[Takahashi Kobo] Take part in the “Art and Culture Walk” alongside the Kanda River in autumn, the perfect season for leisurely strolls.
Beginning at Inokashira Park in Mitaka City, Tokyo, the Kanda River flows from west to east through the center of the city before joining the Sumida River.
Named after a stretch of the river that used to be called Edogawa, the area around Edogawabashi along the Kanda River in Bunkyo-ku is known for its historical and cultural atmosphere.
Along with the historical gardens and buildings lining the Kanda River, small galleries and cafes can also be found in the culturally rich Bunkyo area. To help visitors enjoy walking through these streets, where the culture of both past and present thrives, a tourist map, “Art and Culture Walk: Otowa – Sekiguchi, Mejirodai, Suido – Koraku,” has been distributed.
The map was produced by Takahashi Kobo, a long-established Edo-style woodblock print shop with a studio near Edogawabashi Bridge. Edo woodblock printing is a distinctive Japanese multicolor technique, characterized by vivid colors. Ukiyo-e prints using this technique are a uniquely Japanese comprehensive art form produced collaboratively by three artisans: a draftsman who draws the preliminary sketch, an engraver who carves the woodblocks based on the sketch, and a printer who prints the colors over and over to complete the work. Alongside these three, there is also a “publisher” who comprehensively produces the work.
Founded at the end of the Edo period, Takahashi Kobo has passed down the skills of its original printer from generation to generation; since the fourth generation, it has also served as a “publisher.” Using traditional printing techniques, Takahashi Kobo has both revived ukiyo-e woodblock prints loved by the people of Edo, and taken on the challenge of creating new products with a variety of themes, from Ultraman to contemporary art. The company also produces products such as pochibukuro (decorative paper envelopes) and sticky notes using ukiyo-e as motifs, bringing the tradition of Edo woodblock prints to the present day in a variety of ways.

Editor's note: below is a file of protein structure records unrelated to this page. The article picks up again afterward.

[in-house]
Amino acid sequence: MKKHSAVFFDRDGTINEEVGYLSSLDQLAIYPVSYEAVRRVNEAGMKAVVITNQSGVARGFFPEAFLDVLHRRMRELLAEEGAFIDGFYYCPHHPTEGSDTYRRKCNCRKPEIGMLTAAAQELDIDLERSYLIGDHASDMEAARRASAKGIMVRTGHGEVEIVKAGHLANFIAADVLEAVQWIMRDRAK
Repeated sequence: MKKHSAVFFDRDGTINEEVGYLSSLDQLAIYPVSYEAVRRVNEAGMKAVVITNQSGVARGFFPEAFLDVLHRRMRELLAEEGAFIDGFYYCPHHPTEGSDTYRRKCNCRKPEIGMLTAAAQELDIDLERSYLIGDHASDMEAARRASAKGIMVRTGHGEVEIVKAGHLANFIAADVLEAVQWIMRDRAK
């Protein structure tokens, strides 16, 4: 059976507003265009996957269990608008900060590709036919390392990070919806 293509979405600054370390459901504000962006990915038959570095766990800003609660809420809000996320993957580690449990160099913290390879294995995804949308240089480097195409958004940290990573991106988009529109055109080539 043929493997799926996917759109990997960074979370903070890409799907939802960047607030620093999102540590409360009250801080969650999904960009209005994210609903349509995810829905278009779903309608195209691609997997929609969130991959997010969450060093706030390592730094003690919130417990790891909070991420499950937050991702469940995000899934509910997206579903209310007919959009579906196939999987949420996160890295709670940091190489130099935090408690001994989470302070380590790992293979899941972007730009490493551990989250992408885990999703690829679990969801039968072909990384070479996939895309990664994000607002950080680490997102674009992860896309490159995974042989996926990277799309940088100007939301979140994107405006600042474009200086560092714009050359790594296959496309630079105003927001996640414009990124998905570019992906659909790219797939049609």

This spring, on the occasion of their accreditation as a designated tourist information counter by the Tokyo Metropolitan Government, the workshop produced and released a tourism PR video, “Walking Along the Kanda River.” Following this, they came up with the idea of producing a map that would encourage people to actually walk along the streets.
Attractively produced with an old map on the cover, this publication introduces historical buildings, galleries, cafes, and more. The president of the workshop, Ms. Yukiko Takahashi, visited each of these sites one by one to explain the purpose of the project, receiving support from across the area.
Maps are distributed free of charge at Takahashi Kobo and nearby stores, and are available in both Japanese and English.
As the heat eases off, and a pleasant autumn breeze begins to blow, why not pick up a copy and take a walk along the “Art and Culture Walkway” by the flowing Kanda River?